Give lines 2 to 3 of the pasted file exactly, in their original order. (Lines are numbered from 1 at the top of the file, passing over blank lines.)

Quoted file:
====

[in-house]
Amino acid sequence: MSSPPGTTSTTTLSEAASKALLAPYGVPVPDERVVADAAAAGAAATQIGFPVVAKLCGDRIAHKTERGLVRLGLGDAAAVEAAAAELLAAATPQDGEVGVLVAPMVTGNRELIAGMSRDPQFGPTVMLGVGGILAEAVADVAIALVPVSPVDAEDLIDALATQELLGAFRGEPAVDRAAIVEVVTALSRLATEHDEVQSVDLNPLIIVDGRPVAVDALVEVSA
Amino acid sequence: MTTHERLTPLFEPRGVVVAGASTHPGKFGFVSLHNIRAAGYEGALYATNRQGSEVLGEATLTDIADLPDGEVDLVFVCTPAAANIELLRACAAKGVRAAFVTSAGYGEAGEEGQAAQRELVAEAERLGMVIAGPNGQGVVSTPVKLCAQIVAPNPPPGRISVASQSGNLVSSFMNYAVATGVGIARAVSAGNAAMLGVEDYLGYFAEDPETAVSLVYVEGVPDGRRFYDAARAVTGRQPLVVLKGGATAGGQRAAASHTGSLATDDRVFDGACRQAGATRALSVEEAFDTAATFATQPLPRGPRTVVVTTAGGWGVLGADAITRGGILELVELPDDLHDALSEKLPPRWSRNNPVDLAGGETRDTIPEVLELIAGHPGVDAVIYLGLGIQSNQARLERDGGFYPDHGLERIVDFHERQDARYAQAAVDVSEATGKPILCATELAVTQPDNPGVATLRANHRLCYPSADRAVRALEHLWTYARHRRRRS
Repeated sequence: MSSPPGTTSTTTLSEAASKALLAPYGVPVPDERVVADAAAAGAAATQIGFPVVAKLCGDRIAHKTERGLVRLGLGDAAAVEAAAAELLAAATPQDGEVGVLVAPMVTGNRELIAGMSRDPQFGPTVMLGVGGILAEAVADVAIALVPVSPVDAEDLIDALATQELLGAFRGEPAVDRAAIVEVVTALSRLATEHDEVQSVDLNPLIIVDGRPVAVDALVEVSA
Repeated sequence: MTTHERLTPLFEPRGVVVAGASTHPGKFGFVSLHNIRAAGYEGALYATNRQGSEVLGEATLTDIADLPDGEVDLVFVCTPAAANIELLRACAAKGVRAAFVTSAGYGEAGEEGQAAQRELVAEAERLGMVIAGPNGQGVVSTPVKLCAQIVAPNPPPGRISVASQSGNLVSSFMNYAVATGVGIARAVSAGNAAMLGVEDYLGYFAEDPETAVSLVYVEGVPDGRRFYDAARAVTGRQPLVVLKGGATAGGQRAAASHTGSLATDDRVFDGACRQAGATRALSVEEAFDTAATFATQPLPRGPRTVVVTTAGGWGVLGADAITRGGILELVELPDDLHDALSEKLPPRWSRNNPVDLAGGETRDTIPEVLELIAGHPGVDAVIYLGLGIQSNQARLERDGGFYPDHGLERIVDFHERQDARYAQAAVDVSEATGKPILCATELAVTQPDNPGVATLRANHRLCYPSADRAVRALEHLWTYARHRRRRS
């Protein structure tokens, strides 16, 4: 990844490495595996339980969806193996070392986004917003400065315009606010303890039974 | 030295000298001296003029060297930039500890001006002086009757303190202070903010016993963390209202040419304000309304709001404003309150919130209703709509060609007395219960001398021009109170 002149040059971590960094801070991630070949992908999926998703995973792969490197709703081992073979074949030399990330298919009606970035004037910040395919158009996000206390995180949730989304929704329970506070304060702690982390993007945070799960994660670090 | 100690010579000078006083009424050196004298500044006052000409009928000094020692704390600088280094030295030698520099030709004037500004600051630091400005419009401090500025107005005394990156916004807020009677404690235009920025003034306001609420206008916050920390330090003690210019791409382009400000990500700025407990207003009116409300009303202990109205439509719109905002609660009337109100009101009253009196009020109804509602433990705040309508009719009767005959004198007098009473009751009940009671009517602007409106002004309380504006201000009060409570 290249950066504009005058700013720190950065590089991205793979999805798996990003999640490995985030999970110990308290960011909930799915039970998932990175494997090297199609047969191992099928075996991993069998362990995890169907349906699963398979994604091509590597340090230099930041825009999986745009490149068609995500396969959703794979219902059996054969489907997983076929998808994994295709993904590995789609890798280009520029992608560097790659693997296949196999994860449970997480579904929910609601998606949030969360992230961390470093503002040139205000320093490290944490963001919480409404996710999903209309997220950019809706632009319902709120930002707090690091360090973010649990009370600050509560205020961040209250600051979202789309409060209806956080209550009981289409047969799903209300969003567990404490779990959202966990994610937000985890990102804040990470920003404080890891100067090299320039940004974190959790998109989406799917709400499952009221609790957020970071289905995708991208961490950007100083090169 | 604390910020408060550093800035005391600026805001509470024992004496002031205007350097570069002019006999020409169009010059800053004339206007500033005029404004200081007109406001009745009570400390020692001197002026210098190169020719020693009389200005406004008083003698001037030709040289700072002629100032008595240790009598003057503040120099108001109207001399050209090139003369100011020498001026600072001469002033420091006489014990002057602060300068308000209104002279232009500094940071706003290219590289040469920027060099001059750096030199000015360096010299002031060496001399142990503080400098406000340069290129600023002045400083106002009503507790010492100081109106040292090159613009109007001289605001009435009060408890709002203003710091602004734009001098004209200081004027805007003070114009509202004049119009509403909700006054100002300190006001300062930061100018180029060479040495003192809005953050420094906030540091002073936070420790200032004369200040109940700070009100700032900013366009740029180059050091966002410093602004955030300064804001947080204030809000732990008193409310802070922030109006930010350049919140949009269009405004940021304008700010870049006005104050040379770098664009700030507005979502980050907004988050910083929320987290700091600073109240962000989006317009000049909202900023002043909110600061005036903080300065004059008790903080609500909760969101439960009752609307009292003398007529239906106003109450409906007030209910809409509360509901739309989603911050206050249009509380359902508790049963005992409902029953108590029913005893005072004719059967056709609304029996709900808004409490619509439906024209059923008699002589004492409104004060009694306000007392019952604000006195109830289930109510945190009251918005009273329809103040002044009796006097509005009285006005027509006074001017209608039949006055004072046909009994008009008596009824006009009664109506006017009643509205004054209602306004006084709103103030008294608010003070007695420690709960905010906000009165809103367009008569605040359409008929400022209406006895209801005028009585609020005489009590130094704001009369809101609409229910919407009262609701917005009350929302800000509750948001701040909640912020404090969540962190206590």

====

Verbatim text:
Amino acid sequence: MSSPPGTTSTTTLSEAASKALLAPYGVPVPDERVVADAAAAGAAATQIGFPVVAKLCGDRIAHKTERGLVRLGLGDAAAVEAAAAELLAAATPQDGEVGVLVAPMVTGNRELIAGMSRDPQFGPTVMLGVGGILAEAVADVAIALVPVSPVDAEDLIDALATQELLGAFRGEPAVDRAAIVEVVTALSRLATEHDEVQSVDLNPLIIVDGRPVAVDALVEVSA
Amino acid sequence: MTTHERLTPLFEPRGVVVAGASTHPGKFGFVSLHNIRAAGYEGALYATNRQGSEVLGEATLTDIADLPDGEVDLVFVCTPAAANIELLRACAAKGVRAAFVTSAGYGEAGEEGQAAQRELVAEAERLGMVIAGPNGQGVVSTPVKLCAQIVAPNPPPGRISVASQSGNLVSSFMNYAVATGVGIARAVSAGNAAMLGVEDYLGYFAEDPETAVSLVYVEGVPDGRRFYDAARAVTGRQPLVVLKGGATAGGQRAAASHTGSLATDDRVFDGACRQAGATRALSVEEAFDTAATFATQPLPRGPRTVVVTTAGGWGVLGADAITRGGILELVELPDDLHDALSEKLPPRWSRNNPVDLAGGETRDTIPEVLELIAGHPGVDAVIYLGLGIQSNQARLERDGGFYPDHGLERIVDFHERQDARYAQAAVDVSEATGKPILCATELAVTQPDNPGVATLRANHRLCYPSADRAVRALEHLWTYARHRRRRS